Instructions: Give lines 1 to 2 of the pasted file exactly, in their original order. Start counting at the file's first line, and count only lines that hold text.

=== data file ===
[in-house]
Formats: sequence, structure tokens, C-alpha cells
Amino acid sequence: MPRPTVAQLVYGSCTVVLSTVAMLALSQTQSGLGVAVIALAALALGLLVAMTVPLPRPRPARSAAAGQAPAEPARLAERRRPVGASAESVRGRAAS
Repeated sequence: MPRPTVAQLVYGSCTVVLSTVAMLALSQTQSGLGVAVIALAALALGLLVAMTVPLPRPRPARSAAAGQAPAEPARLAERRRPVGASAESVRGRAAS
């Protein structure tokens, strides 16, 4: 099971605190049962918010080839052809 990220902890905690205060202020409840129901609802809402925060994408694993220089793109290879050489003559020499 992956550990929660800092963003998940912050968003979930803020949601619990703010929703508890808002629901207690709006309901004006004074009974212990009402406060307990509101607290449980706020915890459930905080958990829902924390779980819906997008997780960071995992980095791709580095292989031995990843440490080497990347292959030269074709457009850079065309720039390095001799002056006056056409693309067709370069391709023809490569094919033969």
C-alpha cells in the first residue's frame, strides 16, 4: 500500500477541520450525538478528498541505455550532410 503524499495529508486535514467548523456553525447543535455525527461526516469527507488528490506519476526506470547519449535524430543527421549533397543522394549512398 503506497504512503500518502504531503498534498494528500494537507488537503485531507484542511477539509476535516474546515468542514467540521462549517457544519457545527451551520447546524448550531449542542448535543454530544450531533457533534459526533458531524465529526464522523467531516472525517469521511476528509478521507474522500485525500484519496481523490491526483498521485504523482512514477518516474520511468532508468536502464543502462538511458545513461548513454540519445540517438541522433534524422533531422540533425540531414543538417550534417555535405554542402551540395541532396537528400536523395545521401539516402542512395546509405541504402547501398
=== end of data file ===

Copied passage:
[in-house]
Formats: sequence, structure tokens, C-alpha cells